Here are some ways to help an older child feel more confident about patching:

  • Connect with other patching families through social media.
  • Show your child daily photos of other kids who patch on Instagram and parent support groups on Facebook.
  • Read fictional books about characters with vision needs.
  • Learn about famous people with vision needs together.
  • Plan a patching show-and-tell presentation for your child’s class.
  • Have a patch-decorating party with friends, relatives, or their class at school.

 


 

Tips and Tricks to Encourage Patch-time Compliance

  • Keep patching positive and try to make it fun! Patch a doll or stuffed animal to make a special patching friend, buy a patching awareness t-shirt, and decorate patches together.
  • Give choices. Let your child pick out which patch to wear each day.
  • Train your toddler to keep his patch on by using a visual timer like the Time-Timer, one of my favorite classroom and parenting tools. Give your child a small treat like an M&M, chocolate chip, fruit snack, or sticker when you place the patch on. Explain that he or she may have another treat when the timer beeps and the patch is still on. Start small by setting the timer for 1-minute increments, then 3-minutes, and then 5. Gradually work your way up to 15, 30, even 60 minutes, and eventually phase out the timer altogether.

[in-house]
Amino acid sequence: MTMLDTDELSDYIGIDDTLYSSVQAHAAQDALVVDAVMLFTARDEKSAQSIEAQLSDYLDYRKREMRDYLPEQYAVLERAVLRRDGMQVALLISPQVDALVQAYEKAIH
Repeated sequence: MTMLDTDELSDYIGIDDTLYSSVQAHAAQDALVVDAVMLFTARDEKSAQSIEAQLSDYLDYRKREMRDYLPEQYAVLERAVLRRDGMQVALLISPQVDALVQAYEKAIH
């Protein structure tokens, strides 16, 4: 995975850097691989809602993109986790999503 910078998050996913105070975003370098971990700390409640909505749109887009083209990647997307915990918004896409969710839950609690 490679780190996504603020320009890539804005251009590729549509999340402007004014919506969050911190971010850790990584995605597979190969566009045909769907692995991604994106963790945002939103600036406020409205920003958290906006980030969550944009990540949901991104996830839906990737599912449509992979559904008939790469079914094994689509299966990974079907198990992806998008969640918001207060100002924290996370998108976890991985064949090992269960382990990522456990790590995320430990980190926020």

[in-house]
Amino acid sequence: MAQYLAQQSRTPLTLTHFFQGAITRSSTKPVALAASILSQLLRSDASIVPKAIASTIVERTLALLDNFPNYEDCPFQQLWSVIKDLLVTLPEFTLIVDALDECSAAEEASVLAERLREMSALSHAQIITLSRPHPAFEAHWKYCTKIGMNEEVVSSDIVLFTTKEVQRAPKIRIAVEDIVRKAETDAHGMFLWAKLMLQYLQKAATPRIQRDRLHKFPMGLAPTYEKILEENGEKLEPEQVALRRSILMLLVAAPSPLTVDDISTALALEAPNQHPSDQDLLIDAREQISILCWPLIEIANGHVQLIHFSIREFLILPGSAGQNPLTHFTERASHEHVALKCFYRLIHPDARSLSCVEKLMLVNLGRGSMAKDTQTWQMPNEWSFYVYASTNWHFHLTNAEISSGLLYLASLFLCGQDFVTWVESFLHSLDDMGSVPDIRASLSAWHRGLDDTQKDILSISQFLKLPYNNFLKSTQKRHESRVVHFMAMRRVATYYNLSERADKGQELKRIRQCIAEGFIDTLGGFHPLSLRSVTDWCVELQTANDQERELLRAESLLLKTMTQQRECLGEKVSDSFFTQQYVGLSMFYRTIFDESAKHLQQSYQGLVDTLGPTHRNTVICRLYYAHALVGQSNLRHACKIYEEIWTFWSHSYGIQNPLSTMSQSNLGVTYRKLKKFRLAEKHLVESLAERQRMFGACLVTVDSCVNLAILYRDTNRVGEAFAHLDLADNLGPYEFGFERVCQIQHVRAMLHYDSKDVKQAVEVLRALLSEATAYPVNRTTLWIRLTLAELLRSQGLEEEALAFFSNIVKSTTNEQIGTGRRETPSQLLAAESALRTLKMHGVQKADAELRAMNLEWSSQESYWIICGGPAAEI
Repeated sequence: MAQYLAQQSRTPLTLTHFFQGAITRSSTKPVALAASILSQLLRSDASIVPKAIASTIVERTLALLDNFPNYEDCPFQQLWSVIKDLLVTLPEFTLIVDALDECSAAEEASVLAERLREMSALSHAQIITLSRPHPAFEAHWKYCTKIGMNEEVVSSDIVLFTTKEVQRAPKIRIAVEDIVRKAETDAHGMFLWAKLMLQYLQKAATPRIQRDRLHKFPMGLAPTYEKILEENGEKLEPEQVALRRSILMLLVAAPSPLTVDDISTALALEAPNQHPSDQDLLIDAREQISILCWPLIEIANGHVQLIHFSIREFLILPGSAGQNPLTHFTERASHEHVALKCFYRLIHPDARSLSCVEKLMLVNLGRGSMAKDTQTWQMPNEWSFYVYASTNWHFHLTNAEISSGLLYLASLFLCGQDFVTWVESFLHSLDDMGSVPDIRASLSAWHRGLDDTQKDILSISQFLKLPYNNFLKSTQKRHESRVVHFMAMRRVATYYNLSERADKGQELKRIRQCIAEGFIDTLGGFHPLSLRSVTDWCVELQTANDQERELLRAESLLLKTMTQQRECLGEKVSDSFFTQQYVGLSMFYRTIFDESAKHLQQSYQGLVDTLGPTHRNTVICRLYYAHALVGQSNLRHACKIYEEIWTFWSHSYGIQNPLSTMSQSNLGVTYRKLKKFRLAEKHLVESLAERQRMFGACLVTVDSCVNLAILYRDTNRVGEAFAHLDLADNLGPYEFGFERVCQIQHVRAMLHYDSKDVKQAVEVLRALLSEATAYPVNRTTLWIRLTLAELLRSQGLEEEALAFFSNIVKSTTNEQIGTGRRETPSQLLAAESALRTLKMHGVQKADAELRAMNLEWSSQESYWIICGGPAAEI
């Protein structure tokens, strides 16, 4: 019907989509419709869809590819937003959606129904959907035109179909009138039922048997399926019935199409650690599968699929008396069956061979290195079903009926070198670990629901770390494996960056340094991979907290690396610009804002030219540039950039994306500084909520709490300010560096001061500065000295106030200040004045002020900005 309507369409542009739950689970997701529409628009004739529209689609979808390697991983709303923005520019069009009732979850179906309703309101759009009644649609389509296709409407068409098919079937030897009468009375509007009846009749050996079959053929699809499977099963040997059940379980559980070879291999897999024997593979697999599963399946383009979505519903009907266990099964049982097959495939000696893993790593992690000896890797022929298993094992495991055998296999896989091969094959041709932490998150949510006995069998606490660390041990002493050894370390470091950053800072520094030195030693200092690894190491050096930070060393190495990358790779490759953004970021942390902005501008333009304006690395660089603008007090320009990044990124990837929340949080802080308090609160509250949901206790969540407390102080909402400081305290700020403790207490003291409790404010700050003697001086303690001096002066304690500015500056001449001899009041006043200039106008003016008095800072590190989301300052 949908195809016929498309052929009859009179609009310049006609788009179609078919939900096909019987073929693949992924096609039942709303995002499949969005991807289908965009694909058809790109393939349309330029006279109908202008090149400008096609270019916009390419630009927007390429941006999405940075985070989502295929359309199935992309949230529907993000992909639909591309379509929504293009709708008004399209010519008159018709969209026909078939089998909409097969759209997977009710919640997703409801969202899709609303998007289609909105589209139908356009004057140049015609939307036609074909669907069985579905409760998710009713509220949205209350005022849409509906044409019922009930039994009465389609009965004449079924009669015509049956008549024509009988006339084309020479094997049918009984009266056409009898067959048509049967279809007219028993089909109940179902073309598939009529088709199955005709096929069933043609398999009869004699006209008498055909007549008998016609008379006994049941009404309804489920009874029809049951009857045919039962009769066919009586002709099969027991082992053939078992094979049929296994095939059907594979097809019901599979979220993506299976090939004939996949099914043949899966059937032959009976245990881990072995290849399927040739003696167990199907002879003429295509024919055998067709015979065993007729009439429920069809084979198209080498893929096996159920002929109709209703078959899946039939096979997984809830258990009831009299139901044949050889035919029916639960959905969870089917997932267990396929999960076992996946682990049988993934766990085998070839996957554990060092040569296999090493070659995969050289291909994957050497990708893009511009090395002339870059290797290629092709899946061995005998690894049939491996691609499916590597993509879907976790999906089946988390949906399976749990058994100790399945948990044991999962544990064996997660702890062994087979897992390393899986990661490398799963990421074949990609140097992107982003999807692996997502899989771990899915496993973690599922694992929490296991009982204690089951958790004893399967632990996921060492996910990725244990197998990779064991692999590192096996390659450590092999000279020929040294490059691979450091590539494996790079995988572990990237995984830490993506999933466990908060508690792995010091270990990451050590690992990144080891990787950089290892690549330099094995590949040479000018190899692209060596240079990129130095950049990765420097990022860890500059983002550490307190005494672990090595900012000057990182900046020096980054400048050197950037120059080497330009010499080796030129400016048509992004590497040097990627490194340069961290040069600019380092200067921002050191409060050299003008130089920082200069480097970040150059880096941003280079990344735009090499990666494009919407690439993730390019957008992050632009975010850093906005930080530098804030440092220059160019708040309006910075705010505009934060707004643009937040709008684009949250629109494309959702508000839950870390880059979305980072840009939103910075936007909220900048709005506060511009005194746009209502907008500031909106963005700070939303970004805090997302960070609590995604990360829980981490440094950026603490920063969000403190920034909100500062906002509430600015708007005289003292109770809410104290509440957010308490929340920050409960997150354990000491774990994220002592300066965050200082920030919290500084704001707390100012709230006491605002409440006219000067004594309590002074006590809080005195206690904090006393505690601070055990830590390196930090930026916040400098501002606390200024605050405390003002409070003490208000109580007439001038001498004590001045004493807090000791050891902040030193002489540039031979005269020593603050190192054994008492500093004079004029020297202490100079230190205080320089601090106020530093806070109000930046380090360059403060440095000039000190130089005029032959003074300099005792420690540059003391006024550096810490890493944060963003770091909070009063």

• If necessary, use socks on hands, Snuggle Wraps arm bands, or swim floaties to prevent your toddler from ripping his patch off.
  • Use a patching poster to let your preschool or elementary-aged child earn rewards for completing patch-time, perhaps a small daily treat when patch-time is over, and a bigger reward like new toy or special outing once the patching poster is complete. Reward posters are sold online, but you can also make your own!
  • Keep certain toys and activities reserved for patch-time. Examples include visits to the public library, building with Legos, coloring with sidewalk chalk, or playing at the park.
  • Limit screen time (use of tablet, television, video games, or smartphone) to patching hours only, or after patching hours are finished.
  • Have occasional, random visits from the “Patch Fairy” with notes of encouragement, new eye patches, and/or a special treat for good patching.
  • Plan special patch-time activities and take patching “field trips” together. Try to make the most of your patching hours by spending quality time connecting with your child.